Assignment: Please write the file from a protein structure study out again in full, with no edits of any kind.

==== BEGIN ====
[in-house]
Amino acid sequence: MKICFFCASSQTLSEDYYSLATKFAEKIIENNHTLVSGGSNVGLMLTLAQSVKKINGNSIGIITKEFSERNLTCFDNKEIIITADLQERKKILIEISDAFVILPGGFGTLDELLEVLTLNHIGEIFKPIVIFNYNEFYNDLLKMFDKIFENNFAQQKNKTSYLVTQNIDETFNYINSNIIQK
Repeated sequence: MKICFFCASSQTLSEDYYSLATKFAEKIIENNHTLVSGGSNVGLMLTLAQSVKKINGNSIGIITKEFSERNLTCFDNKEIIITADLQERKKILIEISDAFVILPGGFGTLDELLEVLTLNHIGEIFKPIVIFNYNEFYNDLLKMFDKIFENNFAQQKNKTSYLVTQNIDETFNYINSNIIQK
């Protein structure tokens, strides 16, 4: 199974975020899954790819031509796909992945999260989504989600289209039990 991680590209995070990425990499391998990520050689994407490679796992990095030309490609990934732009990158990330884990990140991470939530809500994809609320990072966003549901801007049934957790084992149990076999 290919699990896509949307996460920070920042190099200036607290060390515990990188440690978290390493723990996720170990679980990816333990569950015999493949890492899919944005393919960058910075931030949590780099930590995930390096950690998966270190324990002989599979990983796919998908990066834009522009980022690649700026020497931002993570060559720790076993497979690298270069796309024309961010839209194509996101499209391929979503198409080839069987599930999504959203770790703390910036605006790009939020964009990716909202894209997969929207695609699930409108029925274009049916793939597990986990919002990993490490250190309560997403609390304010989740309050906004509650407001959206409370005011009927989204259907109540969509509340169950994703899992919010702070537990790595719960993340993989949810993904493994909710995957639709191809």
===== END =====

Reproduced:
[in-house]
Amino acid sequence: MKICFFCASSQTLSEDYYSLATKFAEKIIENNHTLVSGGSNVGLMLTLAQSVKKINGNSIGIITKEFSERNLTCFDNKEIIITADLQERKKILIEISDAFVILPGGFGTLDELLEVLTLNHIGEIFKPIVIFNYNEFYNDLLKMFDKIFENNFAQQKNKTSYLVTQNIDETFNYINSNIIQK
Repeated sequence: MKICFFCASSQTLSEDYYSLATKFAEKIIENNHTLVSGGSNVGLMLTLAQSVKKINGNSIGIITKEFSERNLTCFDNKEIIITADLQERKKILIEISDAFVILPGGFGTLDELLEVLTLNHIGEIFKPIVIFNYNEFYNDLLKMFDKIFENNFAQQKNKTSYLVTQNIDETFNYINSNIIQK
């Protein structure tokens, strides 16, 4: 199974975020899954790819031509796909992945999260989504989600289209039990 991680590209995070990425990499391998990520050689994407490679796992990095030309490609990934732009990158990330884990990140991470939530809500994809609320990072966003549901801007049934957790084992149990076999 290919699990896509949307996460920070920042190099200036607290060390515990990188440690978290390493723990996720170990679980990816333990569950015999493949890492899919944005393919960058910075931030949590780099930590995930390096950690998966270190324990002989599979990983796919998908990066834009522009980022690649700026020497931002993570060559720790076993497979690298270069796309024309961010839209194509996101499209391929979503198409080839069987599930999504959203770790703390910036605006790009939020964009990716909202894209997969929207695609699930409108029925274009049916793939597990986990919002990993490490250190309560997403609390304010989740309050906004509650407001959206409370005011009927989204259907109540969509509340169950994703899992919010702070537990790595719960993340993989949810993904493994909710995957639709191809």